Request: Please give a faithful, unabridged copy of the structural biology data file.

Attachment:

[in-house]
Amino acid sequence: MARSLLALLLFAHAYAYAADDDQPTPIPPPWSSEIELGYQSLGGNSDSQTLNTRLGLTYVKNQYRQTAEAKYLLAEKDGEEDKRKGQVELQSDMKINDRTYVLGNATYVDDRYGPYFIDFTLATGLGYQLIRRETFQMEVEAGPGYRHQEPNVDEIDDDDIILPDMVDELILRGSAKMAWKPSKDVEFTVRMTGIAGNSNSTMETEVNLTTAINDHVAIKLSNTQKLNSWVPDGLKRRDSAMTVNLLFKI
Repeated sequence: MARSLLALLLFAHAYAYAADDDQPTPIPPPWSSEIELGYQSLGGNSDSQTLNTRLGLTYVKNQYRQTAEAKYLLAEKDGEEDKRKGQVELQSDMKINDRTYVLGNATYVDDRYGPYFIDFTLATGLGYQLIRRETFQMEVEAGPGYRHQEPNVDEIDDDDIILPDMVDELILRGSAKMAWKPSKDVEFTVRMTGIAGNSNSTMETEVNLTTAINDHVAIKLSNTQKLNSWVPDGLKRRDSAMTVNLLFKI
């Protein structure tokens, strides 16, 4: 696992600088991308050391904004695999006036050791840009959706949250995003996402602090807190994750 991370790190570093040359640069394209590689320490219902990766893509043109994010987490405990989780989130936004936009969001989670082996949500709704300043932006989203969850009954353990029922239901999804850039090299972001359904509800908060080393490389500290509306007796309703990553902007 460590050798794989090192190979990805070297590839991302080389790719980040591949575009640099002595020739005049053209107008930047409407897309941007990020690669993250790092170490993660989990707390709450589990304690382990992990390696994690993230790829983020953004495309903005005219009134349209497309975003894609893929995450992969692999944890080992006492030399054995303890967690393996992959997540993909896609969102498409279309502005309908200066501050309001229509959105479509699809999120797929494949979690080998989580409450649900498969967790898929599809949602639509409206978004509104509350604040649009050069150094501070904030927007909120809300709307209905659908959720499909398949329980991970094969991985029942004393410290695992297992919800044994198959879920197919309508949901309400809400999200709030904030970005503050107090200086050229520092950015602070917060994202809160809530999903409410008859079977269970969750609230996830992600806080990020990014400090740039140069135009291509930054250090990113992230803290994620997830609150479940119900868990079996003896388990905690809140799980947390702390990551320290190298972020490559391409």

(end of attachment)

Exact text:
[in-house]
Amino acid sequence: MARSLLALLLFAHAYAYAADDDQPTPIPPPWSSEIELGYQSLGGNSDSQTLNTRLGLTYVKNQYRQTAEAKYLLAEKDGEEDKRKGQVELQSDMKINDRTYVLGNATYVDDRYGPYFIDFTLATGLGYQLIRRETFQMEVEAGPGYRHQEPNVDEIDDDDIILPDMVDELILRGSAKMAWKPSKDVEFTVRMTGIAGNSNSTMETEVNLTTAINDHVAIKLSNTQKLNSWVPDGLKRRDSAMTVNLLFKI
Repeated sequence: MARSLLALLLFAHAYAYAADDDQPTPIPPPWSSEIELGYQSLGGNSDSQTLNTRLGLTYVKNQYRQTAEAKYLLAEKDGEEDKRKGQVELQSDMKINDRTYVLGNATYVDDRYGPYFIDFTLATGLGYQLIRRETFQMEVEAGPGYRHQEPNVDEIDDDDIILPDMVDELILRGSAKMAWKPSKDVEFTVRMTGIAGNSNSTMETEVNLTTAINDHVAIKLSNTQKLNSWVPDGLKRRDSAMTVNLLFKI
């Protein structure tokens, strides 16, 4: 696992600088991308050391904004695999006036050791840009959706949250995003996402602090807190994750 991370790190570093040359640069394209590689320490219902990766893509043109994010987490405990989780989130936004936009969001989670082996949500709704300043932006989203969850009954353990029922239901999804850039090299972001359904509800908060080393490389500290509306007796309703990553902007 460590050798794989090192190979990805070297590839991302080389790719980040591949575009640099002595020739005049053209107008930047409407897309941007990020690669993250790092170490993660989990707390709450589990304690382990992990390696994690993230790829983020953004495309903005005219009134349209497309975003894609893929995450992969692999944890080992006492030399054995303890967690393996992959997540993909896609969102498409279309502005309908200066501050309001229509959105479509699809999120797929494949979690080998989580409450649900498969967790898929599809949602639509409206978004509104509350604040649009050069150094501070904030927007909120809300709307209905659908959720499909398949329980991970094969991985029942004393410290695992297992919800044994198959879920197919309508949901309400809400999200709030904030970005503050107090200086050229520092950015602070917060994202809160809530999903409410008859079977269970969750609230996830992600806080990020990014400090740039140069135009291509930054250090990113992230803290994620997830609150479940119900868990079996003896388990905690809140799980947390702390990551320290190298972020490559391409």